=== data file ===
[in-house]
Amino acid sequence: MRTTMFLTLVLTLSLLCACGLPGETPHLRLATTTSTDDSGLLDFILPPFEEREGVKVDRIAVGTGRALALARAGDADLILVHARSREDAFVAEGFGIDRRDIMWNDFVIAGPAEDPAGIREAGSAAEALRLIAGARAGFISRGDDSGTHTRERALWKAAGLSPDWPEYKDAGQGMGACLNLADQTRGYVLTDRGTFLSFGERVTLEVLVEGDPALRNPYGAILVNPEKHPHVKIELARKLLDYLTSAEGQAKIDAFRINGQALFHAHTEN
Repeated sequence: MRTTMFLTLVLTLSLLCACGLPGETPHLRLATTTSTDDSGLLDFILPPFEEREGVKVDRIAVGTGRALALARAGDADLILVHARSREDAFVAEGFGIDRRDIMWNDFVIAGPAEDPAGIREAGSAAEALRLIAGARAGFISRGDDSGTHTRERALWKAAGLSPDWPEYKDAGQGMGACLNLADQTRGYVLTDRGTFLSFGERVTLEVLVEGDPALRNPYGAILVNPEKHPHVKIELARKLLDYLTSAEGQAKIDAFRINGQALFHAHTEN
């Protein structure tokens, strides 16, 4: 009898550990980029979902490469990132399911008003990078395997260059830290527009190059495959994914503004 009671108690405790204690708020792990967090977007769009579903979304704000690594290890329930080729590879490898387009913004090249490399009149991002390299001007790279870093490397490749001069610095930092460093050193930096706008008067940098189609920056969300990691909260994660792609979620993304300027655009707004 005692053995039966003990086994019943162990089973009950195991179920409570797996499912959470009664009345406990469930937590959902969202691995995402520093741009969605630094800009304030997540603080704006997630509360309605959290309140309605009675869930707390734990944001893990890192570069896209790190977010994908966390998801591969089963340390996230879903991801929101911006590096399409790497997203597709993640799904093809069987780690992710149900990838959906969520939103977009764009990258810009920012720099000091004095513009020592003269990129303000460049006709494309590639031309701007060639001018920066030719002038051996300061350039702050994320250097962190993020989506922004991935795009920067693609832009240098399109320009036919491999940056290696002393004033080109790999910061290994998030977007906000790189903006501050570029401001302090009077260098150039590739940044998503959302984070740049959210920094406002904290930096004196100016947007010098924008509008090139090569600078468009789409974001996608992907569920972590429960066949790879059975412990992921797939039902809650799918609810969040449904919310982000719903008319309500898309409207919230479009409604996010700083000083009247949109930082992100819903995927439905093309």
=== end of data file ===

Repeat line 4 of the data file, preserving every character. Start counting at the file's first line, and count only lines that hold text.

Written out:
């Protein structure tokens, strides 16, 4: 009898550990980029979902490469990132399911008003990078395997260059830290527009190059495959994914503004 009671108690405790204690708020792990967090977007769009579903979304704000690594290890329930080729590879490898387009913004090249490399009149991002390299001007790279870093490397490749001069610095930092460093050193930096706008008067940098189609920056969300990691909260994660792609979620993304300027655009707004 005692053995039966003990086994019943162990089973009950195991179920409570797996499912959470009664009345406990469930937590959902969202691995995402520093741009969605630094800009304030997540603080704006997630509360309605959290309140309605009675869930707390734990944001893990890192570069896209790190977010994908966390998801591969089963340390996230879903991801929101911006590096399409790497997203597709993640799904093809069987780690992710149900990838959906969520939103977009764009990258810009920012720099000091004095513009020592003269990129303000460049006709494309590639031309701007060639001018920066030719002038051996300061350039702050994320250097962190993020989506922004991935795009920067693609832009240098399109320009036919491999940056290696002393004033080109790999910061290994998030977007906000790189903006501050570029401001302090009077260098150039590739940044998503959302984070740049959210920094406002904290930096004196100016947007010098924008509008090139090569600078468009789409974001996608992907569920972590429960066949790879059975412990992921797939039902809650799918609810969040449904919310982000719903008319309500898309409207919230479009409604996010700083000083009247949109930082992100819903995927439905093309």